USB Volume Controller - Potentiometer Based

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About: DIY projects, CNC, 3D Printing and Arduino

In this instructable i will show you how to make simple but effective USB volume controller.

What sets it apart from other such devices is that it is potentiometer based. But what does this mean? That means it has a scale and can be set to, for example, to 50% max volume by rotating it to the middle. As for the encoder based volume controllers, you can only turn them left to decrease volume or right to increase it, which means you never know what volume level are you at.

It also connects to your computer via USB and controls Windows internal sound level. Some other devices connect between the speakers and PC's Jack output. It means that you can have only one device connected and if for some reason your Windows sound level is set to 0 you won't be able to use it.

Step 1: Parts

Here are all of the parts you will need for this project:

  • Arduino Pro Micro,
  • 10kΩ potentiometer (like the one in the picture),
  • 6mm heatsink - not necessary but I have one left from my Raspberry Pi so why not using it?,
  • M3 12mm bolt, washer and self-locking nut,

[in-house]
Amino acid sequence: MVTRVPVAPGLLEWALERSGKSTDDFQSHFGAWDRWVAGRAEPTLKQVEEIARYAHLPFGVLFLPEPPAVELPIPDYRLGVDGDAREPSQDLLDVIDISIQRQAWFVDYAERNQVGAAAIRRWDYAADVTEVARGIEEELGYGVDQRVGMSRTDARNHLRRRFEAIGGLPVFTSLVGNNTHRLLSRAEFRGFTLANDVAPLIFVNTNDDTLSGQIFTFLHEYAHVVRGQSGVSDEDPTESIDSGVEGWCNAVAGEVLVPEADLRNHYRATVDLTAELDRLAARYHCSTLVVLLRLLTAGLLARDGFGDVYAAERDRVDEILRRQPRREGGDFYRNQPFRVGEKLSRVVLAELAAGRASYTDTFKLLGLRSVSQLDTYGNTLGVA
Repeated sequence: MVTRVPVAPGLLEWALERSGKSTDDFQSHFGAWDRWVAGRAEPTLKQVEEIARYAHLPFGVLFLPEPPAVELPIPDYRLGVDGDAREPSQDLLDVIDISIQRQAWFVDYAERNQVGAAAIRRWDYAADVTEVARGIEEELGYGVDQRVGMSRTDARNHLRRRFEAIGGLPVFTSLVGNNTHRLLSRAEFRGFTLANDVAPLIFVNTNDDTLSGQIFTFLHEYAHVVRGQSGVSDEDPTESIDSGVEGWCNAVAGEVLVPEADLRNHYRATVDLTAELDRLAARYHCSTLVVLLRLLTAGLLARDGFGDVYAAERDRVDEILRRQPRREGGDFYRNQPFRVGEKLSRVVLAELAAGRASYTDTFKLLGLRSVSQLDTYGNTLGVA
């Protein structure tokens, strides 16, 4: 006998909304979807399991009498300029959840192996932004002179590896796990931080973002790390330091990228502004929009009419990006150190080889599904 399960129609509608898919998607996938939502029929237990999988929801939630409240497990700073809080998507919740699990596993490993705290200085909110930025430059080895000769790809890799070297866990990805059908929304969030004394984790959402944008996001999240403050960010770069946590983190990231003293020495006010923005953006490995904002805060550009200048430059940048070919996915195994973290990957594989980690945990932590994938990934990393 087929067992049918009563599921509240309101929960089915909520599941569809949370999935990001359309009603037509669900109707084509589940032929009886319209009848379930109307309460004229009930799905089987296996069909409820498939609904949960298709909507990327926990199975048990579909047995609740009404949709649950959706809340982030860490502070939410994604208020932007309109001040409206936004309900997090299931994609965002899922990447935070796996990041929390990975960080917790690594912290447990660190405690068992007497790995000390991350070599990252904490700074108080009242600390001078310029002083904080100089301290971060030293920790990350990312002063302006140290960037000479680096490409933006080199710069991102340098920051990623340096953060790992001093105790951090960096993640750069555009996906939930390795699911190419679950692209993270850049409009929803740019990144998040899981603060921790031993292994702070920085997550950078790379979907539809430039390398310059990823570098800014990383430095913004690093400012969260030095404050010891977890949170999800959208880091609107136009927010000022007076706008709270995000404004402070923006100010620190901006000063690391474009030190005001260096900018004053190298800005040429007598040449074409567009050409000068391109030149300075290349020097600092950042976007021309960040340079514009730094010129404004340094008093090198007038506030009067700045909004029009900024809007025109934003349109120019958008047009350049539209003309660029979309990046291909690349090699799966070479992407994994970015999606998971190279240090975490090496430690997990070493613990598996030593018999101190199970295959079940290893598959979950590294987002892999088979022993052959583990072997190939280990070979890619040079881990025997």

• some heat-shrink tubing and rubber bands,
  • a few bigger nuts - they will add some weight,
  • Micro USB cable,
  • 3D printed parts.

and various tools (soldering iron, glue, etc.).

Step 2: Design

The project was designed in Fusion 360 to ensure all parts will fit together nicely. They also don't require support material.

Step 3: 3D Printing

Now it is time to 3D print necessary components. The .STL files can be downloaded below or from my thingiverse site.

None of the parts require supports, just rotate them in an orientation seen in the picture.

Step 4: Electronics

Electronic circuit is quite simple. All you need to do is to connect potentiometer to Arduino.

Potentiometer's left and right pins should go to VCC and GND on your board. It's middle pin goes to Arduino analog pin A1.

Firstly solder wires to Arduino pins, than put heat-shrink tubes over them.

Bend them so that they match potentiometer pins order and solder them.

Afterwards heat the tubes to prevent any shortage on solder joints.

Also check out this amazing instructable: https://www.instructables.com/id/Make-Beautiful-Solder-Joints/

Step 5: Base

Now let's put electronics into it's place.

The first thing is to put one of the bigger nuts to the slot below Arduino board. Secure it with some superglue to prevent any vibrations.

Then use potentiometer's included screw to hold it in place for now and slide arduino in place. It can be secured from the back with one of 3D printed parts. Next put M3 nut from the other side and screw everything together. Don't forget to put a washer below M3 bolt.

Then stick heatsink on top of Arduino microcontroller, be careful because it can't touch any metal parts around main integrated circuit - it may short a circuit. Place a clip on top of it to hold it more firmly - I don't trust this double sided tape!

The next thing will be to put all of big nuts into corresponding slots, glue can be added to them at this point.

When you're happy with it slide the black part on top and screw everything using nut from potentiometer. Also place washer below it and add some superglue so it won't unscrew itself over time.

Step 6: Knob